1. Tell us a bit about your kennel - how many dogs do you have?
I don't have many at home at the moment, only 5 and it is more than enough. I do co own something like 15 dogs on breeding terms. I don't want to keep too many as they all stay in the house when we are at home and while we are working they are kenneled. I do exercise all the dogs everyday in the woods (even if I don't look like I do exercise) and I do some hunting/field trial test training every week, so don't want to keep too many dogs at home. Just don't have time for too many as I work full time in my own business. Daily schedule - everyone will be fed in the morning, then they will go out in a fenced area by themselves. Then we go to work for the day and when I come back they will get their food, exercise and training and in the evening they just hang around with us.
2. What do you look for in a labrador?? What is your idea of a perfect labrador? Who are your ideal labradors of the past, and of today?
I think they should be strong but still capable to work, I do like my own dual champion Stronglines Piggywiggy, she has a lot of what I appreciate in labradors. Of course there have been many others but she is my "one in a lifetime" dog, one reason for that is because we have done so much together towards the field trial champion title and I am so proud that she is as well a show champion and had so many very nice wins in her career.
3. What faults of your first dogs, if there were any, you were able to eliminate in the next generations, and what features you might have lost?
Oh now do they have some faults??? Yes they all have faults nobody is perfect, I think my major problem in the beginning was short legs but it disappeared in a few generations (my foundation bitch had short legs).
4. What faults do you consider the most serious in a labrador? Which of them are the most difficult to get rid of?
Now me saying this everyone will laugh, because I do have straight fronts (i mean short upper arms), of course it is the front because the most of the weight is over the front legs. It is hard to fix because here in my country there are not many really good fronts to fix the problems....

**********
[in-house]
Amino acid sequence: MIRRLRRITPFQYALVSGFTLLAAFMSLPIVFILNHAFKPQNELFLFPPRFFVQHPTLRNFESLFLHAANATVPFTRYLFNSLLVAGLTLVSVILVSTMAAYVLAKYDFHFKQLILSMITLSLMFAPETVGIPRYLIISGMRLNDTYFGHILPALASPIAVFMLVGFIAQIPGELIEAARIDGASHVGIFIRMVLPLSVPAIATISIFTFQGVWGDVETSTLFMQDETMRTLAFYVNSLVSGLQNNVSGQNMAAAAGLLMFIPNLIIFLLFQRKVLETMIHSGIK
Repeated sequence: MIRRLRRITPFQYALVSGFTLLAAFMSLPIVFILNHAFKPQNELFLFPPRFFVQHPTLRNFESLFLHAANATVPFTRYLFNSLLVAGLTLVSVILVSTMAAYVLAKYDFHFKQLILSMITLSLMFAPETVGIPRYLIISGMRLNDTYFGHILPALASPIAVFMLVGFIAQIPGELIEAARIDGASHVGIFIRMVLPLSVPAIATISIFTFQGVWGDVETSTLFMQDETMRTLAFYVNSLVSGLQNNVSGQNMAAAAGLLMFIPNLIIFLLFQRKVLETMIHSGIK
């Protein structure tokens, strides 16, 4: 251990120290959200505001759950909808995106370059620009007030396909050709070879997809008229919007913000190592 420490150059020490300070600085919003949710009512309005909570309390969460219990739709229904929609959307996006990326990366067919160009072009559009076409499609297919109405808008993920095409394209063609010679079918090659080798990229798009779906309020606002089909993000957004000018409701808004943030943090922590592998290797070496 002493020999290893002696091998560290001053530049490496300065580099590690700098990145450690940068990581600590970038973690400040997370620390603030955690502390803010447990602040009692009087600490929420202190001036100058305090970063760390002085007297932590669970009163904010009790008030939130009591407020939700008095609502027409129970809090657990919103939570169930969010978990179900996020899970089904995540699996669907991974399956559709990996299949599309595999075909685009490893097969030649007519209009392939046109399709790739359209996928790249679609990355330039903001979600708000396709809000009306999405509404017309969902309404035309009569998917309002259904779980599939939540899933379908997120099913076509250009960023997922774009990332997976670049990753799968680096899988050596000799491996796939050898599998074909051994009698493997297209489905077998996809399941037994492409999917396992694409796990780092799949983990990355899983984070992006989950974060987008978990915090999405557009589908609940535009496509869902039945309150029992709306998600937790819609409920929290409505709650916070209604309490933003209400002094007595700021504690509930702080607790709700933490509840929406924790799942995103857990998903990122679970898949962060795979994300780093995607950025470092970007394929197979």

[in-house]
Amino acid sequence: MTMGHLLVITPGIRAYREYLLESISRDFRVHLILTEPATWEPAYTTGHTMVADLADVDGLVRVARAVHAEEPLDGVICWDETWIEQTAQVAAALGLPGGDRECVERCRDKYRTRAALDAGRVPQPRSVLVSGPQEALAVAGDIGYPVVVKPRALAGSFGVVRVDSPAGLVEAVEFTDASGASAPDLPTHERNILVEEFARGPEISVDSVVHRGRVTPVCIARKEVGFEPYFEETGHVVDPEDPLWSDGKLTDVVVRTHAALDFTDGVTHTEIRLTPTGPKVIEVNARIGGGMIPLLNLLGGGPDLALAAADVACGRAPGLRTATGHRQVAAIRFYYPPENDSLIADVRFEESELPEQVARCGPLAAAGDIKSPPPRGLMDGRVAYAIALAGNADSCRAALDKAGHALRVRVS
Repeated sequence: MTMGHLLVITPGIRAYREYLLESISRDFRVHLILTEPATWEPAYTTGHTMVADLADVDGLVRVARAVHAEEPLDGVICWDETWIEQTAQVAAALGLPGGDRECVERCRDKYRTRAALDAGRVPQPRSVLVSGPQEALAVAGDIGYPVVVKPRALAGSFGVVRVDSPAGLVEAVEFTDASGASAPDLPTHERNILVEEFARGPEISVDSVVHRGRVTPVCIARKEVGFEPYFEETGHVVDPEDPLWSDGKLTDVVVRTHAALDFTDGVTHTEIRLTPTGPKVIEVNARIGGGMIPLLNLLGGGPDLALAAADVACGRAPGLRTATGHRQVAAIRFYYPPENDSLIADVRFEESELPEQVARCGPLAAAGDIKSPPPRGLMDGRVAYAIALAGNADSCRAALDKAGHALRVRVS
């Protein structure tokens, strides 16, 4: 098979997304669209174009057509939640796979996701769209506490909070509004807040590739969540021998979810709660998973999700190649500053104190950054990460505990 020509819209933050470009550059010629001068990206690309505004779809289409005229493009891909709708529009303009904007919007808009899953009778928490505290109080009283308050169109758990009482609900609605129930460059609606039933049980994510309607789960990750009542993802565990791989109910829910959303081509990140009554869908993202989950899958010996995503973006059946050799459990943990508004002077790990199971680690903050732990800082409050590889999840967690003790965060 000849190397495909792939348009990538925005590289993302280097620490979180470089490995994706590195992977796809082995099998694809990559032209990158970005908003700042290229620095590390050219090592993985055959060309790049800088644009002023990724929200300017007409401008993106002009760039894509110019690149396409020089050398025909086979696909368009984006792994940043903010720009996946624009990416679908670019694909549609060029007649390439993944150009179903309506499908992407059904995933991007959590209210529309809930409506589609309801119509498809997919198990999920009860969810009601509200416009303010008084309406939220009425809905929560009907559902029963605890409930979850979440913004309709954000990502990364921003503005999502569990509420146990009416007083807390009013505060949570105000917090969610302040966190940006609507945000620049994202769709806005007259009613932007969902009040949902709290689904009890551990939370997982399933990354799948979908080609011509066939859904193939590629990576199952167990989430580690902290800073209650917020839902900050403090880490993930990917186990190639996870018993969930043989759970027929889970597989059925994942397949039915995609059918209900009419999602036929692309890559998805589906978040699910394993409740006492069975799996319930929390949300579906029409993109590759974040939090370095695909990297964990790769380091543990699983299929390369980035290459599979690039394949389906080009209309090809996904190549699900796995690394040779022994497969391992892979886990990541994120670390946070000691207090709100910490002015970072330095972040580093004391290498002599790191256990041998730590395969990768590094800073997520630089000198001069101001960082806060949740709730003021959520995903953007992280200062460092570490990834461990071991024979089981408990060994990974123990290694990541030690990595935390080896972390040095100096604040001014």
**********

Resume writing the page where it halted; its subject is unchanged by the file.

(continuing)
5. How do you choose a stud dog for a bitch, do you look at his pedigree, his looks or something else? Do you prefer to use linebreeding or outcross?
I do look at faults which the bitch has and try to fix and find the stud which will be suitable to fix these things. I do look at the pedigree but it is not that important to me, even though i do a lot of linebreedings and have got best litters with high inbreeding percent.
6. What do you look for in a puppy when you choose your "pick of the litter"? Do you think it's possible to see a future "show-star" at the age of 8 weeks?
I do look for the structure and overall balance and believe me I will always pick the wrong one. For the structure i do look at the front and rear angles, topline, also at the coat, bone, head and length of the neck and all those are never good in the same puppy, never in the same time, but if I could build a perfect puppy from few pups then it could work. Show stars...yes some pups are striking in some ways they catch your eye, but it would be hard to say....
7. Which health issue (hip&elbow dysplasia, eye diseases, allergies, etc) is the biggest problem in the breed, in your opinion?
Hips are not a big problem, but OCD in each joint is a problem as labrador is a heavy breed which grows very fast. It would be great to find that gene and test everyone against it so after that we could get only healthy dogs. Eyes don't feel a problem especially now with a gene test, EIC I don't think that it is a problem in this breed at all, allergies mostly can be handled with changing the food.
8. What food do you feed your dogs, especially puppies? Do you give any supplements (glucosamine, vitamin C, etc)?
I do feed pups and juniors for the first year with eukanuba and later they can be fed with some quality food from special shop, they never eat grocery market food (as I know how to read ingredients and they are not what I want to feed to my dogs). Older dogs will get glucosamine and it would be a good idea to give it to growing juniors too.
9. What would you advise to novice breeders?
Be open minded, learn something new everyday and after years and years you will realize that dog breeding is not that black and white, and be flexible.